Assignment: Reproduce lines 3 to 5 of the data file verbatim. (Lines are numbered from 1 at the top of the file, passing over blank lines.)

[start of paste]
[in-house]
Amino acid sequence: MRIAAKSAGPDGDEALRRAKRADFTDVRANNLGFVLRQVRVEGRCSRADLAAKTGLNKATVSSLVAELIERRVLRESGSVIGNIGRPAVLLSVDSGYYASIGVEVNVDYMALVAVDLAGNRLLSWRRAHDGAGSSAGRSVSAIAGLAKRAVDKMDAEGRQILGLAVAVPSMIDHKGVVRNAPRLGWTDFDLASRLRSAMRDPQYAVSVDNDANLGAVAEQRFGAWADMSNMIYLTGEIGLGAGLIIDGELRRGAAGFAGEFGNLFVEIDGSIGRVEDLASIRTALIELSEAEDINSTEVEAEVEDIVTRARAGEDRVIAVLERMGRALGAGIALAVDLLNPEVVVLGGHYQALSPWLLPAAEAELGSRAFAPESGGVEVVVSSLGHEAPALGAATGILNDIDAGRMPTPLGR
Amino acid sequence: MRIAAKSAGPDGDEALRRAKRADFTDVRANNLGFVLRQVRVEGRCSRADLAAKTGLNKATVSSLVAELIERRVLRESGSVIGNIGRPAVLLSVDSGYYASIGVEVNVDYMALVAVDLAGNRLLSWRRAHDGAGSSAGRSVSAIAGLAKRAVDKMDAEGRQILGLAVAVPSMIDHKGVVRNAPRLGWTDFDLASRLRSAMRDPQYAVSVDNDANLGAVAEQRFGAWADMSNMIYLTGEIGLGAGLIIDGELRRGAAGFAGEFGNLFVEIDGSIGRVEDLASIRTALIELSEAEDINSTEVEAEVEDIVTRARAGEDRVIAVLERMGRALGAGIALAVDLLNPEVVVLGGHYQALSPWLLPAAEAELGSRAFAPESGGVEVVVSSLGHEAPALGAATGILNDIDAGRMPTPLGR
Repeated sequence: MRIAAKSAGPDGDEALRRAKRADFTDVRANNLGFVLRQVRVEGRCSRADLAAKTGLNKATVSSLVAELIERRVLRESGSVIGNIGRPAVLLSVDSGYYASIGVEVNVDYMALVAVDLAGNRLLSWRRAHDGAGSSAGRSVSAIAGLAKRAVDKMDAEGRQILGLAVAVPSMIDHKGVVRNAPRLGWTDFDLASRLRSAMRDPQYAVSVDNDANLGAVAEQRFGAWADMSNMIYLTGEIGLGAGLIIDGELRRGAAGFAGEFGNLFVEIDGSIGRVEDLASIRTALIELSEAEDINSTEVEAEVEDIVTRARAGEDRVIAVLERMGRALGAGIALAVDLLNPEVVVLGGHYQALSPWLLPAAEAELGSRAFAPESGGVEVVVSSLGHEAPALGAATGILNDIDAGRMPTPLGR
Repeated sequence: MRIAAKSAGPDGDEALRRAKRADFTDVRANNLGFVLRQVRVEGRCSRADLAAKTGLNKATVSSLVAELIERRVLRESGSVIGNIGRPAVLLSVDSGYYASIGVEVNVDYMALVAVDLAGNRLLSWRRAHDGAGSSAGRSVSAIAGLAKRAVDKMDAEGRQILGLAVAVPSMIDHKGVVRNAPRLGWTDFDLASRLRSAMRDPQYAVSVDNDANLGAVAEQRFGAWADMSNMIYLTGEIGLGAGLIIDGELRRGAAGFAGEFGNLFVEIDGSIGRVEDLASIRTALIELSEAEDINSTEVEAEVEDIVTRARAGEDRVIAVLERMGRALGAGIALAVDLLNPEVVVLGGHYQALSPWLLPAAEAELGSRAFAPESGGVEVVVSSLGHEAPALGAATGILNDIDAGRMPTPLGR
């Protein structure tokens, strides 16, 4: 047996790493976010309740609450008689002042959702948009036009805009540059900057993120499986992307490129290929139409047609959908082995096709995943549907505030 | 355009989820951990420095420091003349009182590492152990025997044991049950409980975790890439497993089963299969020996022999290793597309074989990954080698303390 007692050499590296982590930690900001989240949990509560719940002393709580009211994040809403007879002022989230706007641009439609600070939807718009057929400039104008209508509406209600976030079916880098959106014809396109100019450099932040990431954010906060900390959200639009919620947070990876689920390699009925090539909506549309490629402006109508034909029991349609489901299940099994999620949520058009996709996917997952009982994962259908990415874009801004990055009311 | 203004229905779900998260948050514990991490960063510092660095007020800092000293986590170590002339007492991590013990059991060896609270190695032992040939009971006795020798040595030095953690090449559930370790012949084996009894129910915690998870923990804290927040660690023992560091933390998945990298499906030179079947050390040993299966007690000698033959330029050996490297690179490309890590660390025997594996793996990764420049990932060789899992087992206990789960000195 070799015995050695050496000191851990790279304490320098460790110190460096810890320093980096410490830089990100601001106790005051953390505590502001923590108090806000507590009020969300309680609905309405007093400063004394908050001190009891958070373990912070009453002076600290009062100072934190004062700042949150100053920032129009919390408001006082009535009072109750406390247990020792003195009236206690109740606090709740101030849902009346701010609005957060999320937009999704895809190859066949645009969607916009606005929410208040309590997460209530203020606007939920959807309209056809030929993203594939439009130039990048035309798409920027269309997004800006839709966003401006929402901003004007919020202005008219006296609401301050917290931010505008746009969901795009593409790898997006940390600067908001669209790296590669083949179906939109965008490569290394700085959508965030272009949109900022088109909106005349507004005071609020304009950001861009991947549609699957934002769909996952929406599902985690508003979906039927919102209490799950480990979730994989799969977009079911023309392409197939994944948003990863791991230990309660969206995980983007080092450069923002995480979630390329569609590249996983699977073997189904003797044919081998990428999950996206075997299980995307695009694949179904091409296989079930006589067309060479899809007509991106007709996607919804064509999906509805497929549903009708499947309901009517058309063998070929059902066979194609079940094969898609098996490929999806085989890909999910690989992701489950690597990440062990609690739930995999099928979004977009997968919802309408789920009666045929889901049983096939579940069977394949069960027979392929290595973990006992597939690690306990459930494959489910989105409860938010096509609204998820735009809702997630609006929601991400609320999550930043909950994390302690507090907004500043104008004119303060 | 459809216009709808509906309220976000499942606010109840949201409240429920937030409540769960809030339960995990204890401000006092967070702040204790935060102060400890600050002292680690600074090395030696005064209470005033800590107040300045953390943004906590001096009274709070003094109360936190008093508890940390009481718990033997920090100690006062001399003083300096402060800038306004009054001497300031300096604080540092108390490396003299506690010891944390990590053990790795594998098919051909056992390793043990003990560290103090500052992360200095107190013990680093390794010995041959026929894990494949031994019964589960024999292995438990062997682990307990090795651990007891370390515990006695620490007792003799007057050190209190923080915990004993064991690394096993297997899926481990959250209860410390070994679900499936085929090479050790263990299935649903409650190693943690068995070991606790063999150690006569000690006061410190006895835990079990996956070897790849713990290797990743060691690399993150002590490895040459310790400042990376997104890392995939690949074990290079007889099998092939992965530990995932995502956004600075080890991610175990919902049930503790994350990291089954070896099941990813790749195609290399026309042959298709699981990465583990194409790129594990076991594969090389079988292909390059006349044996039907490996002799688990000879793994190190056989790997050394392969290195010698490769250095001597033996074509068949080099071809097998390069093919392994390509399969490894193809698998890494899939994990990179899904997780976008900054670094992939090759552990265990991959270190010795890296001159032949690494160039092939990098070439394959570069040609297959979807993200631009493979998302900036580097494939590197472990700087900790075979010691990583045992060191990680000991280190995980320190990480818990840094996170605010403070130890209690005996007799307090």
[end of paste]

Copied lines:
Amino acid sequence: MRIAAKSAGPDGDEALRRAKRADFTDVRANNLGFVLRQVRVEGRCSRADLAAKTGLNKATVSSLVAELIERRVLRESGSVIGNIGRPAVLLSVDSGYYASIGVEVNVDYMALVAVDLAGNRLLSWRRAHDGAGSSAGRSVSAIAGLAKRAVDKMDAEGRQILGLAVAVPSMIDHKGVVRNAPRLGWTDFDLASRLRSAMRDPQYAVSVDNDANLGAVAEQRFGAWADMSNMIYLTGEIGLGAGLIIDGELRRGAAGFAGEFGNLFVEIDGSIGRVEDLASIRTALIELSEAEDINSTEVEAEVEDIVTRARAGEDRVIAVLERMGRALGAGIALAVDLLNPEVVVLGGHYQALSPWLLPAAEAELGSRAFAPESGGVEVVVSSLGHEAPALGAATGILNDIDAGRMPTPLGR
Repeated sequence: MRIAAKSAGPDGDEALRRAKRADFTDVRANNLGFVLRQVRVEGRCSRADLAAKTGLNKATVSSLVAELIERRVLRESGSVIGNIGRPAVLLSVDSGYYASIGVEVNVDYMALVAVDLAGNRLLSWRRAHDGAGSSAGRSVSAIAGLAKRAVDKMDAEGRQILGLAVAVPSMIDHKGVVRNAPRLGWTDFDLASRLRSAMRDPQYAVSVDNDANLGAVAEQRFGAWADMSNMIYLTGEIGLGAGLIIDGELRRGAAGFAGEFGNLFVEIDGSIGRVEDLASIRTALIELSEAEDINSTEVEAEVEDIVTRARAGEDRVIAVLERMGRALGAGIALAVDLLNPEVVVLGGHYQALSPWLLPAAEAELGSRAFAPESGGVEVVVSSLGHEAPALGAATGILNDIDAGRMPTPLGR
Repeated sequence: MRIAAKSAGPDGDEALRRAKRADFTDVRANNLGFVLRQVRVEGRCSRADLAAKTGLNKATVSSLVAELIERRVLRESGSVIGNIGRPAVLLSVDSGYYASIGVEVNVDYMALVAVDLAGNRLLSWRRAHDGAGSSAGRSVSAIAGLAKRAVDKMDAEGRQILGLAVAVPSMIDHKGVVRNAPRLGWTDFDLASRLRSAMRDPQYAVSVDNDANLGAVAEQRFGAWADMSNMIYLTGEIGLGAGLIIDGELRRGAAGFAGEFGNLFVEIDGSIGRVEDLASIRTALIELSEAEDINSTEVEAEVEDIVTRARAGEDRVIAVLERMGRALGAGIALAVDLLNPEVVVLGGHYQALSPWLLPAAEAELGSRAFAPESGGVEVVVSSLGHEAPALGAATGILNDIDAGRMPTPLGR